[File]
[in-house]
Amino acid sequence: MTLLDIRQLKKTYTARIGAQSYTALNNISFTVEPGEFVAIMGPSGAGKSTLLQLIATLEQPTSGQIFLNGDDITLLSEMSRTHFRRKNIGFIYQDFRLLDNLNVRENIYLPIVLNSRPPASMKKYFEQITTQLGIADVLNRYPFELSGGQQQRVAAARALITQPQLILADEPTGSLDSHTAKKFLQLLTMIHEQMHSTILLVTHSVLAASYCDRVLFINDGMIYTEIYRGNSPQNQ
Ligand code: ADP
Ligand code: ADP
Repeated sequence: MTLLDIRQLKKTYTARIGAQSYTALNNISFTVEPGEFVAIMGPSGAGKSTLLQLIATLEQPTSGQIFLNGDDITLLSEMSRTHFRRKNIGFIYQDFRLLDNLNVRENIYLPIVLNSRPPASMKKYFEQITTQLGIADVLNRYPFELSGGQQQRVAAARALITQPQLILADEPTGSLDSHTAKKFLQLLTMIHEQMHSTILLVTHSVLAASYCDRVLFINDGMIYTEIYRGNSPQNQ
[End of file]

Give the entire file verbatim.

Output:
[in-house]
Amino acid sequence: MTLLDIRQLKKTYTARIGAQSYTALNNISFTVEPGEFVAIMGPSGAGKSTLLQLIATLEQPTSGQIFLNGDDITLLSEMSRTHFRRKNIGFIYQDFRLLDNLNVRENIYLPIVLNSRPPASMKKYFEQITTQLGIADVLNRYPFELSGGQQQRVAAARALITQPQLILADEPTGSLDSHTAKKFLQLLTMIHEQMHSTILLVTHSVLAASYCDRVLFINDGMIYTEIYRGNSPQNQ
Ligand code: ADP
Ligand code: ADP
Repeated sequence: MTLLDIRQLKKTYTARIGAQSYTALNNISFTVEPGEFVAIMGPSGAGKSTLLQLIATLEQPTSGQIFLNGDDITLLSEMSRTHFRRKNIGFIYQDFRLLDNLNVRENIYLPIVLNSRPPASMKKYFEQITTQLGIADVLNRYPFELSGGQQQRVAAARALITQPQLILADEPTGSLDSHTAKKFLQLLTMIHEQMHSTILLVTHSVLAASYCDRVLFINDGMIYTEIYRGNSPQNQ